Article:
The College’s faculty is central to its longstanding commitment to academic excellence. Experts in their fields, Randolph’s professors are dedicated to teaching and take pride in the individual attention they provide to students.
In fact, Newsweek recently ranked Randolph College first in the nation for the accessibility of professors. Low student-faculty ratios ensure that Randolph students receive not only individualized attention in the classroom, but opportunities for research, publication, and mentoring. These close relationships have been a hallmark of the College since it opened its doors to students in 1893.
Ninety-five percent of faculty hold terminal degrees and 71 percent hold tenure. Randolph employs about 72 full-time faculty members, 35 adjuncts, and 11 employees who are part-time or staff with faculty status.
Randolph is a teaching-intensive institution, but the members of its faculty are quite active in the public advancement of their fields. To give a few examples from what could easily be a longer list: faculty members have published books on subjects as diverse as burial practices in ancient Carthage, religion in Victorian Britain, and the ethics of consumer choice; recorded a professional CD of a Virginia composer’s music, led a college ensemble in performance at Carnegie Hall, published poems and exhibited art work in leading journals and at major galleries; held important positions in scholarly organizations, such as the International F. Scott Fitzgerald Society; published works in journals as diverse as the The Journal of Higher Education, Journal of Cognitive and Behavioral Neurology, Environmental Earth Sciences, Post Script: Essays in Film and the Humanities, and Nineteenth-Century Art Worldwide; and presented papers at meetings from the Institute Pasteur to the American Society for Eighteenth-Century Studies.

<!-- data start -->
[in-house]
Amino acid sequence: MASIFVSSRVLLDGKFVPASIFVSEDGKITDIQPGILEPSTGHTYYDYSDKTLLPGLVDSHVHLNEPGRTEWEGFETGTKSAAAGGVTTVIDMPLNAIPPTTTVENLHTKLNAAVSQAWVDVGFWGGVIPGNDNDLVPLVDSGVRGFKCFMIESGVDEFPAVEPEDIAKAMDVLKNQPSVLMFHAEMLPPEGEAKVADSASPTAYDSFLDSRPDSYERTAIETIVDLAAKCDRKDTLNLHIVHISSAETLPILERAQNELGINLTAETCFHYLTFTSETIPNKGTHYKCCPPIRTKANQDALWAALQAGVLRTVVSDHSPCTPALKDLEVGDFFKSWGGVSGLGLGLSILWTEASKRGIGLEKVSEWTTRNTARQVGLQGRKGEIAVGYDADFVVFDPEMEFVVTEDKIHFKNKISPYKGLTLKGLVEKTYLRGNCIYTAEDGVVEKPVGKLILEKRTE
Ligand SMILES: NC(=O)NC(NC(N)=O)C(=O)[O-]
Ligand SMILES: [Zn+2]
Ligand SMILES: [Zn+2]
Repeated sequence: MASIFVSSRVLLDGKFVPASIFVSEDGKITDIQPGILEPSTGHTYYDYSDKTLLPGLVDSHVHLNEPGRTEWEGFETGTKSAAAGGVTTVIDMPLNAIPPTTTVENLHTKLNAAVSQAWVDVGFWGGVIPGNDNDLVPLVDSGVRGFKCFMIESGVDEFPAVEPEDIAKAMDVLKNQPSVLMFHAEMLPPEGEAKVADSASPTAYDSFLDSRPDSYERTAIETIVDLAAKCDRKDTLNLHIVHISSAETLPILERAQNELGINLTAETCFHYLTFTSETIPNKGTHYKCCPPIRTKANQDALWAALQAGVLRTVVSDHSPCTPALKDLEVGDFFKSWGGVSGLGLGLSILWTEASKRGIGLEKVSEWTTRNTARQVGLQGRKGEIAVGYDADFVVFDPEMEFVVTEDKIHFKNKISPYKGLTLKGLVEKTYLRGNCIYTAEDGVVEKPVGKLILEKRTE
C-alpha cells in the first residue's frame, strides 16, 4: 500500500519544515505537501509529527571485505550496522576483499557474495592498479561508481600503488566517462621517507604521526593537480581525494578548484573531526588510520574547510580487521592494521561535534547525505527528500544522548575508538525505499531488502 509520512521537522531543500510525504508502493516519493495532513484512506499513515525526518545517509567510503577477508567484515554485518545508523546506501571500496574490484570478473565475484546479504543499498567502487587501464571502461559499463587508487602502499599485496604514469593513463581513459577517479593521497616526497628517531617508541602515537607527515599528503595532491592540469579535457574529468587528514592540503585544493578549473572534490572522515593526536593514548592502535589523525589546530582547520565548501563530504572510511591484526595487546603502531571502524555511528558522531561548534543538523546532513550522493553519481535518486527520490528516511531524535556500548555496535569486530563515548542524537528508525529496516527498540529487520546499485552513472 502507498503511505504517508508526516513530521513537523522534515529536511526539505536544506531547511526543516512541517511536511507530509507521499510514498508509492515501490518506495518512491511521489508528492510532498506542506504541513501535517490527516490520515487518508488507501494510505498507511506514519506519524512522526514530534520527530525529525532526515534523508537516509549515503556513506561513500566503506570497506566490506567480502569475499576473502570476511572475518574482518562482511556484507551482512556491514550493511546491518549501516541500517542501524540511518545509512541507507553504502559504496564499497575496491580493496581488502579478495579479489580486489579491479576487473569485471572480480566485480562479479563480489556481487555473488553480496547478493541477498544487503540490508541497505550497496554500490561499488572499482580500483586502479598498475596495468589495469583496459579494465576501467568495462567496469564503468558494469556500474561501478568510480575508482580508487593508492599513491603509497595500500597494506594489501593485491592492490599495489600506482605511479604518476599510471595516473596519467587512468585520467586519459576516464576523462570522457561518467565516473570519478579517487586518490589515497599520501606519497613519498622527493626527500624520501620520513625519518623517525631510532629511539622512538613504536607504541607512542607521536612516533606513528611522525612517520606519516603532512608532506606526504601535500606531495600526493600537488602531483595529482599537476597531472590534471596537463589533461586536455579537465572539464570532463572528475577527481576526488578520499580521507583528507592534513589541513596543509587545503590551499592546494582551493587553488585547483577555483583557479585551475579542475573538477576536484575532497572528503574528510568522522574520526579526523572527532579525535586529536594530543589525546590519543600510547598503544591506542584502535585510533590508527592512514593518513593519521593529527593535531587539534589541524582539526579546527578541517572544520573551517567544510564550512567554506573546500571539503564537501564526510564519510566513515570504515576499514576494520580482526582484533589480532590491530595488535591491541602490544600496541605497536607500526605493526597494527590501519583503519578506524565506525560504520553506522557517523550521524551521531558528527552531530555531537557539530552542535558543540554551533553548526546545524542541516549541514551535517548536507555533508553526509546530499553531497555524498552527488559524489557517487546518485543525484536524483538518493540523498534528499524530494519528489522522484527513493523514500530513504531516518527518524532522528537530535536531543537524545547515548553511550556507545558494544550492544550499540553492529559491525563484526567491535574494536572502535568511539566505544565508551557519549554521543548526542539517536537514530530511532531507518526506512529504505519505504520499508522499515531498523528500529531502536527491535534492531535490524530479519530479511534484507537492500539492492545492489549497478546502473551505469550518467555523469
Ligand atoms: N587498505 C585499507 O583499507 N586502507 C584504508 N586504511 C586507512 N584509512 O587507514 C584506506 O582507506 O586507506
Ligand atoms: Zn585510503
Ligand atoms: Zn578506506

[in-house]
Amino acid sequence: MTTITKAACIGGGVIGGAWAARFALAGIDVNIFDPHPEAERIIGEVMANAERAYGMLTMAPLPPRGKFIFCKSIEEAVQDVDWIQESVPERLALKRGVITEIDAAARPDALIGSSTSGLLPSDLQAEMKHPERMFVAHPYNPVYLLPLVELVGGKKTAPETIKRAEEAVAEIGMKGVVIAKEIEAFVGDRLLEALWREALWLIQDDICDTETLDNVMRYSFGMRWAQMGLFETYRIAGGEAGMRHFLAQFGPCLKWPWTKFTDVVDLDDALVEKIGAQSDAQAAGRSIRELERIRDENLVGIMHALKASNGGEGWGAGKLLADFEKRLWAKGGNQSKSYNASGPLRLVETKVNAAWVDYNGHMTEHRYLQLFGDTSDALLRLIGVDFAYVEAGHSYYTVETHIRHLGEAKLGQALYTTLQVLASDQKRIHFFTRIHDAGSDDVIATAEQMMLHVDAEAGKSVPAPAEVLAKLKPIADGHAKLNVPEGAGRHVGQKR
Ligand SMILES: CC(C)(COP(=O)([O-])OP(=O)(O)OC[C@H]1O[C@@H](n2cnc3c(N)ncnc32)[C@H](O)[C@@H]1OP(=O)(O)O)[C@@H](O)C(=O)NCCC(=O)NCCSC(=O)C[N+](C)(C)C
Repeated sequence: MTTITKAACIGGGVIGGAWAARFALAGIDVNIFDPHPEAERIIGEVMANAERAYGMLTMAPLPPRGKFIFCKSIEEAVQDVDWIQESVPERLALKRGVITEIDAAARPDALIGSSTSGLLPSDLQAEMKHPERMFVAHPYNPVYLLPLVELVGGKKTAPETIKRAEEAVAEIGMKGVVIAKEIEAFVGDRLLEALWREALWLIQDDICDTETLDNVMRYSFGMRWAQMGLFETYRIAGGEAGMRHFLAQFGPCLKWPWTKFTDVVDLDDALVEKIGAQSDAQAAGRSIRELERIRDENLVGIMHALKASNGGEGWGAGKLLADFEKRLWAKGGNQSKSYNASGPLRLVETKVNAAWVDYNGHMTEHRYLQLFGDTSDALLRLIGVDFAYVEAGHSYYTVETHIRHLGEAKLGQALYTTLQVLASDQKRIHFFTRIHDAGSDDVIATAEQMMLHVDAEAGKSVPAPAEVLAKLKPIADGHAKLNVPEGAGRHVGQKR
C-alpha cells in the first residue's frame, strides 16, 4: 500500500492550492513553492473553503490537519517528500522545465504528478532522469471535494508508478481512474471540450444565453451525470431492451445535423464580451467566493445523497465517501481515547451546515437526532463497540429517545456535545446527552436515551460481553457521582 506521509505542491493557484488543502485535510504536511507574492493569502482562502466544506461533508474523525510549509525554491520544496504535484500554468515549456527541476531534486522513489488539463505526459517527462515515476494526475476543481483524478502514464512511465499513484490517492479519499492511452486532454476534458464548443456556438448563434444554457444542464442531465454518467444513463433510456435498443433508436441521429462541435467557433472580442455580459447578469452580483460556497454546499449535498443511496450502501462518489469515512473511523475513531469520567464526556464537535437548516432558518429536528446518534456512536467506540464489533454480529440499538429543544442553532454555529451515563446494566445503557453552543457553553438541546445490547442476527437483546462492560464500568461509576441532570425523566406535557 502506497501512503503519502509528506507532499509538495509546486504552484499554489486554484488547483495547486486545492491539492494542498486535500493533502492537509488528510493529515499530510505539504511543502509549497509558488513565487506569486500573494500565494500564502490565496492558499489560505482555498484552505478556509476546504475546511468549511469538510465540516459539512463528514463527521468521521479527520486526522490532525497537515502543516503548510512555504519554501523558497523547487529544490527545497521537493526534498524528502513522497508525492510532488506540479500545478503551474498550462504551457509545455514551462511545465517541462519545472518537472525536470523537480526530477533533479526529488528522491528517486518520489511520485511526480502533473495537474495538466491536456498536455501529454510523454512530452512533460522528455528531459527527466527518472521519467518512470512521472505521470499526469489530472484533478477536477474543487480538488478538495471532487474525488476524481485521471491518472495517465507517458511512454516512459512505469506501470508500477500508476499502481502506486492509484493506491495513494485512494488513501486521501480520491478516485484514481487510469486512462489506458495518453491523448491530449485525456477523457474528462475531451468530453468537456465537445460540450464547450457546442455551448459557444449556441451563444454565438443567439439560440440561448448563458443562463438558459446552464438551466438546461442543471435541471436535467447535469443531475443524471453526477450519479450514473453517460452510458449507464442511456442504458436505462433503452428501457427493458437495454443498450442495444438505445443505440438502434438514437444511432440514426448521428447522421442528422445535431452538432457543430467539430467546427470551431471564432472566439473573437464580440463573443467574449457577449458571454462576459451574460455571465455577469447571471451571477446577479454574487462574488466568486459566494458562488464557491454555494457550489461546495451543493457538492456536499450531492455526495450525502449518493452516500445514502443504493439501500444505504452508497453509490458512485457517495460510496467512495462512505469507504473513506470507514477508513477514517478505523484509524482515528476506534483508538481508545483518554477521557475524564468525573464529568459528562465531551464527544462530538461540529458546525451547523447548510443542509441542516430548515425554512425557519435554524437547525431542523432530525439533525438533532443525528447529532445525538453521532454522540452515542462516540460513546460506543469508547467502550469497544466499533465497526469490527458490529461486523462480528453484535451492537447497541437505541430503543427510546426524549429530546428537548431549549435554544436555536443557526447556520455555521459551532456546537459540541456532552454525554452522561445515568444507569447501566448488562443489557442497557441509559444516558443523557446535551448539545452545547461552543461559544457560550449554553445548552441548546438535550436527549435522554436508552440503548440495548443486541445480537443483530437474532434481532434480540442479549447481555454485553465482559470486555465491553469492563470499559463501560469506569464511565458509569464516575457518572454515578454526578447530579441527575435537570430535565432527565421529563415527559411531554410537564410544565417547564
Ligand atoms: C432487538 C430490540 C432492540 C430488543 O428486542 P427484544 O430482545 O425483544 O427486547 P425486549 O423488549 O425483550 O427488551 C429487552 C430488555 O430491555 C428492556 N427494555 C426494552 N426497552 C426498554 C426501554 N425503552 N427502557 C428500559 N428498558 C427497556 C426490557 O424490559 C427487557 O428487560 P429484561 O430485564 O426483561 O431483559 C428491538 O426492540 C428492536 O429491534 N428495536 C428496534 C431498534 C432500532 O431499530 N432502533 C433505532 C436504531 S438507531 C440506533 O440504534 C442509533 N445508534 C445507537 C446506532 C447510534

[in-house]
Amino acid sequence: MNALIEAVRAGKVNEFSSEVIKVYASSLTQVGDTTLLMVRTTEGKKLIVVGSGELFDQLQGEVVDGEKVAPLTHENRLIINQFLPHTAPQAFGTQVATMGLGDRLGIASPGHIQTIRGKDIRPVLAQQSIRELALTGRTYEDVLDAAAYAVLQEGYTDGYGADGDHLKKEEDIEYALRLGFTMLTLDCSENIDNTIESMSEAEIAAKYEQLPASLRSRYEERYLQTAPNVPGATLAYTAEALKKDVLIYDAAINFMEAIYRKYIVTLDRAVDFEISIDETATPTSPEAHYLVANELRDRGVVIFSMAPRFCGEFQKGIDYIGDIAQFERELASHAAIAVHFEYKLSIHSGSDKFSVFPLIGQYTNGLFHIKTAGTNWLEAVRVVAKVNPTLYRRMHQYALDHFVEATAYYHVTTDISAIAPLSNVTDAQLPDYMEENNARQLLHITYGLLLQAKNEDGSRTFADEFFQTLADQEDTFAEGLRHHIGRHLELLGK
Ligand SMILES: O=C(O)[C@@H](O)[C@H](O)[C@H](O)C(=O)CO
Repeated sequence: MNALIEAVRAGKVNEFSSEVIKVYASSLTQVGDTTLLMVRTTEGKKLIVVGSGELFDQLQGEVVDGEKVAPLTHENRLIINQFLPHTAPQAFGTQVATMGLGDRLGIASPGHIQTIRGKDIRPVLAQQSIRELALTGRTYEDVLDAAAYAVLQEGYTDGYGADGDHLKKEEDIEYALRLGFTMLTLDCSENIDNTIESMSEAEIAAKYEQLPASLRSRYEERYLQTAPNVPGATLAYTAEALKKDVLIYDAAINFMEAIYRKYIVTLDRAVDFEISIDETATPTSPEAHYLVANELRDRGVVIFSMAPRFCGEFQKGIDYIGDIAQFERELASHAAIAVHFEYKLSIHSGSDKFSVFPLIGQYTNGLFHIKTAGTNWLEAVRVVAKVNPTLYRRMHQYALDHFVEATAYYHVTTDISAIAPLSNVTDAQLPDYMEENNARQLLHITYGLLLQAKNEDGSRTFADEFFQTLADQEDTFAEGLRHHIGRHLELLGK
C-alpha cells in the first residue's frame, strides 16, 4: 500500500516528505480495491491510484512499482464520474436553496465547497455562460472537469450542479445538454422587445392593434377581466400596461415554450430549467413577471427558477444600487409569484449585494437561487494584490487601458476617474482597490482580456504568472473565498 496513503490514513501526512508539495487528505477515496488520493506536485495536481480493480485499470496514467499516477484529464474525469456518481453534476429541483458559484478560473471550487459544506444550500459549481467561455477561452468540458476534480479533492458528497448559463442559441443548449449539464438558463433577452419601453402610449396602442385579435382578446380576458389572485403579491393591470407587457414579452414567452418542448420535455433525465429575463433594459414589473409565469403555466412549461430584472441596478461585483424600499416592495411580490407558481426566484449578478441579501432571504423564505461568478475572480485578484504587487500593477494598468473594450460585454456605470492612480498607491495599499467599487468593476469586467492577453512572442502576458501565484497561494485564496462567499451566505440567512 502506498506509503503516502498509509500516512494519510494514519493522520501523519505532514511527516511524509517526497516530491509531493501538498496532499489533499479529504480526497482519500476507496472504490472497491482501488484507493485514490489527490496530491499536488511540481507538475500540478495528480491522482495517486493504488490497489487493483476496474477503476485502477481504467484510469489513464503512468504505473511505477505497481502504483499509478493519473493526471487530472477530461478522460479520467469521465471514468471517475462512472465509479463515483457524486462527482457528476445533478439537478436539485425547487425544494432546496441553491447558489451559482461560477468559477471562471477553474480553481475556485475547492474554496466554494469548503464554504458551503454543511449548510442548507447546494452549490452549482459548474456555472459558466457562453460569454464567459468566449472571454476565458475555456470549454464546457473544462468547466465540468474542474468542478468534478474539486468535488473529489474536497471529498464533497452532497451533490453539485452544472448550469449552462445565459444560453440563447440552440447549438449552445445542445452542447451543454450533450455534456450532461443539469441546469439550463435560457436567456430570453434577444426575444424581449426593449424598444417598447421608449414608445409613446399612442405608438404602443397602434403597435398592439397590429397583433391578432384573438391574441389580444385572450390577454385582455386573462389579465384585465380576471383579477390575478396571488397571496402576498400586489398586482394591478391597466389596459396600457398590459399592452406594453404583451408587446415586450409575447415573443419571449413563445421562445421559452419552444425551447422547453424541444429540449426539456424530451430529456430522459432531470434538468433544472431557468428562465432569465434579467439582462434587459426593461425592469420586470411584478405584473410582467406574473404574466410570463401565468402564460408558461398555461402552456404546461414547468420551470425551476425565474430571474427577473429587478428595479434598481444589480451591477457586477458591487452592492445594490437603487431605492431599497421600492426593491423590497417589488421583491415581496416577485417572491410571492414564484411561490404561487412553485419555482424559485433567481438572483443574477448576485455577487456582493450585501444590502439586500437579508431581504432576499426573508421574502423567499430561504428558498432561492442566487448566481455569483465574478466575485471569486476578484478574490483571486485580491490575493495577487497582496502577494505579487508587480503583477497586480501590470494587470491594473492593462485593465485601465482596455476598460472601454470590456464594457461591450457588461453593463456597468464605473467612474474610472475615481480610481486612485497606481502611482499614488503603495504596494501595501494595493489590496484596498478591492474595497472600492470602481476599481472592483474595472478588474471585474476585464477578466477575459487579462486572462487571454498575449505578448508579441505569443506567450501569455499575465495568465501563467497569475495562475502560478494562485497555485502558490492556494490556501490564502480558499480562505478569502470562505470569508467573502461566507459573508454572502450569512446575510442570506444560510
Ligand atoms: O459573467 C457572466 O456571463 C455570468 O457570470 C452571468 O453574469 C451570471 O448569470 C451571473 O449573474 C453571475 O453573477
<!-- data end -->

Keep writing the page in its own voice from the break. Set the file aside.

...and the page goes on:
Recently, a collaborative partnership between three faculty members led to the College receiving a five-year, $600,000 National Science Foundation grant providing scholarships and programming for physical science and mathematics students. The members of the faculty love their teaching, but at the same time are energetically engaged in “the public conversation.”